Alcudia, Majorca, Balearic Islands
Cales de Majorca, Majorca, Balearic Islands
Calella, Costa Brava, Spain
Kusadasi, Aegean Coast, Turkey
St Julian's, Malta
Playa de las Americas, Tenerife, Canary Islands
Marmaris, Dalaman, Turkey
Hurghada, Red Sea, Egypt
Olu Deniz, Dalaman, Turkey
Albufeira, Algarve, Portugal
Costa del Silencio, Tenerife, Canary Islands
Benidorm, Costa Blanca, Spain
San Antonio, Ibiza, Balearic Islands
Pefkohori, Halkidiki, Greece
Puerto de la Cruz, Tenerife, Canary Islands
Playa Blanca, Lanzarote, Canary Islands
Albir, Costa Blanca, Spain
La Oliva, Fuerteventura, Canary Islands
Benalmadena, Costa del Sol, Spain
Side, Antalya, Turkey
Ialyssos, Rhodes, Greek Islands
Lloret de Mar, Costa Brava, Spain
Lara Beach, Antalya, Turkey
Theologos, Rhodes, Greek Islands
Ayia Napa, Cyprus
Costa Teguise, Lanzarote, Canary Islands
The Balearic Islands are an archipelago of Spain and the three largest islands, Ibiza, Majorca and Menorca are popular holiday hotspots. Flights to the Balearic Islands take around two hours from London, so in a short space of time you can discover one of these wonderful islands.
Despite the islands being incredibly close to one another, each one offers a different kind of holiday for travellers. Ibiza's nightlife needs no introduction, Majorca is a hub of cosmopolitan culture and wonderful scenery, Menorca is quiet, relaxing and beautiful. What with the islands being very well connected by ferry, getting from one to another is not difficult at all and so you could just as easily take in two or three islands on your trip as you could stay on one for the duration of your holiday.
Cales de Majorca,
Soak up some of Majorca's beautiful scenery by taking a trip on the Soller railway, which runs between Palma de Majorca and Soller. This picturesque railway line has been running since 1912.
A nice break from the resorts and beaches of Majorca, the Serra de Tramuntana's rugged and dramatic scenery makes for the perfect outdoor excursion. The range stretches for miles and you can explore parts of it on foot or by bicycle - there are many planned hikes and routes for you to take. This UNESCO World Heritage Site offers breathtaking views of the surrounding ocean as well as the chance to see a different side to the Balearics.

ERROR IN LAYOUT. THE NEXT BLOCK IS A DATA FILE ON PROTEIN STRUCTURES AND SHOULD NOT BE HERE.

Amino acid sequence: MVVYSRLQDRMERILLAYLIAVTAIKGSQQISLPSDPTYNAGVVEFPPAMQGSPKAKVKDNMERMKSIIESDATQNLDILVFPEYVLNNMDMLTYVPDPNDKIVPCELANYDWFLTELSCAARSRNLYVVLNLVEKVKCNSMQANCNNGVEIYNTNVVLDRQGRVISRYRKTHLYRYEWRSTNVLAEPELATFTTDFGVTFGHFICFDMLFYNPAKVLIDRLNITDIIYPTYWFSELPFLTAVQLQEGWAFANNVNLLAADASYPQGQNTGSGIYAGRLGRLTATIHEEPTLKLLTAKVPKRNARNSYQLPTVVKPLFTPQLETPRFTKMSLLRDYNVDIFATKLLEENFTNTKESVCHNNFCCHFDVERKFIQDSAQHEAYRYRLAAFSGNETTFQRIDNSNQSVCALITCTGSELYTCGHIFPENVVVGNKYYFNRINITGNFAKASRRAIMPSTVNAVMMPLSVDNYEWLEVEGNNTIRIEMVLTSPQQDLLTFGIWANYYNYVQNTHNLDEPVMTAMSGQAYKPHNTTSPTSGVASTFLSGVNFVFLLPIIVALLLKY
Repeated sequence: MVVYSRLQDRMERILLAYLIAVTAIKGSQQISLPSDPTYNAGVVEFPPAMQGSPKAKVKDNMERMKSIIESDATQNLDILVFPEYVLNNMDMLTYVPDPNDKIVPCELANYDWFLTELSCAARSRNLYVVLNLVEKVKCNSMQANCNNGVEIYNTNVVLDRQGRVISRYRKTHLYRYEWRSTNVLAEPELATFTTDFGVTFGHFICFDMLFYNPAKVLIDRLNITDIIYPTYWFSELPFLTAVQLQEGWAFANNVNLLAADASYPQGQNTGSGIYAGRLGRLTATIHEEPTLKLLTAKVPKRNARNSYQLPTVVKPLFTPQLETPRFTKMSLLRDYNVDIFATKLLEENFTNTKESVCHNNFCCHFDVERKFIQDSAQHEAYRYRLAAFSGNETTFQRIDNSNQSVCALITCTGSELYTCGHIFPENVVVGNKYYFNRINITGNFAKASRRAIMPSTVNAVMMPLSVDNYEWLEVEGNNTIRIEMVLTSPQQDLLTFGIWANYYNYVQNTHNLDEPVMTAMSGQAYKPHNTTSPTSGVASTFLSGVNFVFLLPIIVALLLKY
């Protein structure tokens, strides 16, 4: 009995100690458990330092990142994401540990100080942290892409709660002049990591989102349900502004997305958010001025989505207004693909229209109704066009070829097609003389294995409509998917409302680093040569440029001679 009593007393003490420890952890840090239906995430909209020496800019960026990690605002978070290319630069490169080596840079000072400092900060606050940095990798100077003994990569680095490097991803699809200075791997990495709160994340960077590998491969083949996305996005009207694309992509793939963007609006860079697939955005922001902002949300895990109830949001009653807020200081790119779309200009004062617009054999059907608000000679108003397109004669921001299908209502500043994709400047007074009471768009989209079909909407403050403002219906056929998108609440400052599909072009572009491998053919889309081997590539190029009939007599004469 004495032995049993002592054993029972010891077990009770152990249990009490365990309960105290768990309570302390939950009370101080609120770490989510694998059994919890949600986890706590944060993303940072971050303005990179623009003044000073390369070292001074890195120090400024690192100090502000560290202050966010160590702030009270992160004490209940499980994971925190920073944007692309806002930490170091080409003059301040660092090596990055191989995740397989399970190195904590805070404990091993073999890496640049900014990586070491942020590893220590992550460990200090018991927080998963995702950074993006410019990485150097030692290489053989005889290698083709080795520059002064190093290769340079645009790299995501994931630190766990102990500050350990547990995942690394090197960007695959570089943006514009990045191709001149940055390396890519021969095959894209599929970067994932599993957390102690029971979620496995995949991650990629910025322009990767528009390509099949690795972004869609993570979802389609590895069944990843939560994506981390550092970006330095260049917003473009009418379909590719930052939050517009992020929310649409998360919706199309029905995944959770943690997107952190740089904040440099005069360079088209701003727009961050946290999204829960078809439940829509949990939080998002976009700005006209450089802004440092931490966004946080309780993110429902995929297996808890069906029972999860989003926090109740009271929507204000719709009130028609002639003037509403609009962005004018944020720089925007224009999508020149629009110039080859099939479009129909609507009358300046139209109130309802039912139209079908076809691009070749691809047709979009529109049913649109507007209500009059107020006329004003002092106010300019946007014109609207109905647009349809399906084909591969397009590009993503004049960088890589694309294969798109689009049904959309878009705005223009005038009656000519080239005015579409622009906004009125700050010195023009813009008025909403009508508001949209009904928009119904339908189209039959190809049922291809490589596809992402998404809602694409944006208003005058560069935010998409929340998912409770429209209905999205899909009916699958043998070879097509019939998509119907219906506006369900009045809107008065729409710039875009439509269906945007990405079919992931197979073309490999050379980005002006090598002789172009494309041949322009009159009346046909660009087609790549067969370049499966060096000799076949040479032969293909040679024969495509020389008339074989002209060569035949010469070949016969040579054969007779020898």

Menorca receives much less tourism than Ibiza and Majorca, but its stunning beaches, quiet coves and intriguing architecture ensure that many who visit come back for more later. A boat tour round the deep-water harbour is a lovely way to spend a morning and then enjoy the afternoon wandering around the old town to soak up this relaxing city's vibe. Cala Santa Galdana is the island's best beach, where golden sands are gently lapped by warm, blue waters. Further up the coast, you will find the dramatic scenery of Cova d'en Xoroi. The tall cliffs here are very easy on the eyes and one of the caves here has been transformed into a quirky little bar.
The ferry from Ibiza takes about an hour and a half and once you are there the main thing to do is lay down on the sand and relax. If you fancy getting a bit more active, the waters around Formentera are great for windsurfing and so there are plenty of places to try your hand at this particular sport.
Although the islands have enough to explore between them, mainland Spain is just a ferry ride away from the Balearics and so a few days here is also possible. Valencia, Barcelona and Denia are the closest major places of interest with each offering something different. Ferry travel to the mainland will vary depending on which island you are on. Ibiza to Denia, takes three and a half hours and there are two crossings every day. On the other hand, Majorca to Barcelona takes around eight hours and there are six crossings a week, with the trip to Valencia being the same.